DNA

Michigan Department of Corrections

Attorneys today will ask for a new trial for a man convicted of a 1996 rape and murder in Kalkaska.

They say new evidence raises serious doubts about the man’s guilt.

Jamie Lee Peterson is serving a life sentence for the 1996 murder of Geraldine Montgomery. He did confess to the crime, but he later recanted.

Last year, authorities arrested another man after DNA evidence connected him to the crime.

Caitlin Plummer is with the Michigan Innocence Clinic. She says the limits of DNA testing at the time were used by prosecutors to sway jurors against Peterson.  

Pelle Sten / Creative Commons

The Michigan Senate Judiciary Committee is expected to take up a bill this week that would expand DNA testing in the state.

Senate Bill 105 would require people to provide a DNA sample when they are arrested for committing or attempting to commit a crime that is considered a felony or "for which the offender may be punished by imprisonment for more than one year."

The bill was introduced by Sen. Tonya Schuitmaker (R-Lawton) last week.

Schuitmaker’s office says the bill would make DNA collection the same as fingerprint collection.

Rick Van Laan / ArcPoint Labs

Pregnant women in Michigan can now use a simple blood test to identify the father of their unborn child.

Three labs across the state now offer the noninvasive prenatal paternity test. The Grand Rapids, Kalamazoo and Lansing sites are part of the ArcPoint Franchise Group.

With only a blood sample from the mother and a cheek swab from the potential father, paternity can be determined as early as five weeks after conception.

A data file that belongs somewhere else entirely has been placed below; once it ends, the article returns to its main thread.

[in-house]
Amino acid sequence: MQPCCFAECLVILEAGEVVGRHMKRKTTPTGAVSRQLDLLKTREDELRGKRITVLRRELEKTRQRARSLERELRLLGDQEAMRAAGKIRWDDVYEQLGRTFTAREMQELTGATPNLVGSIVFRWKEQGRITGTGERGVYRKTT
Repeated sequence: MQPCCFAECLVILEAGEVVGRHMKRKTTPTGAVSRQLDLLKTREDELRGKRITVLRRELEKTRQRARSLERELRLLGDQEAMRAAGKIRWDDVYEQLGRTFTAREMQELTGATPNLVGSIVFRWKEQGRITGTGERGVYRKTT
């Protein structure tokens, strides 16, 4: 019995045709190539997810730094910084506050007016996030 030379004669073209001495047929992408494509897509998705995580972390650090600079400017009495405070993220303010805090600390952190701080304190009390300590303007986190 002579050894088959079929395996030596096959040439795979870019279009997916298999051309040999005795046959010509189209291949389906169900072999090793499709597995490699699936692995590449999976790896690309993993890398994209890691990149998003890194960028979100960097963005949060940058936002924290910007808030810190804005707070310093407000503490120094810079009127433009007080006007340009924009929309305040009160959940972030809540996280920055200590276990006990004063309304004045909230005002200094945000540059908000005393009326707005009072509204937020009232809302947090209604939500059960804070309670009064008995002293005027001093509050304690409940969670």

At that time, the pregnant woman's blood starts carrying fragments of the fetus' DNA.

The labs send the mother's blood samples and potential father's cheek swab to a different lab in Columbia, Md., where technicians compare genetic markers to determine paternity.

Pelle Sten / Creative Commons

new state law that mandates inmates give DNA samples is helping police solve dozens of cold cases.

Since the mid 90s, all inmates have had to give DNA samples when they exit prisons and jails in Michigan. They could volunteer the DNA before they were released, but they didn’t have to.

“Obviously when someone refuses to give a sample, something’s up,” Michigan State Police Captain Greg Michaud said.

Michigan prison inmates will have to submit to DNA testing soon after they're locked up rather than waiting until just before they're released under a bill signed into law by Gov. Rick Snyder.

The state began collecting inmates' DNA samples in 1994, but inmates currently aren't required to provide a sample until they're released on parole, placed in a halfway house or discharged after serving their full sentences.

Supporters say the new law Snyder signed Thursday will help police solve cold cases sooner by giving them the ability to match inmates' DNA to unsolved crimes while they're still in prison.

Prison inmates now will have to give a DNA sample within three months of incarceration.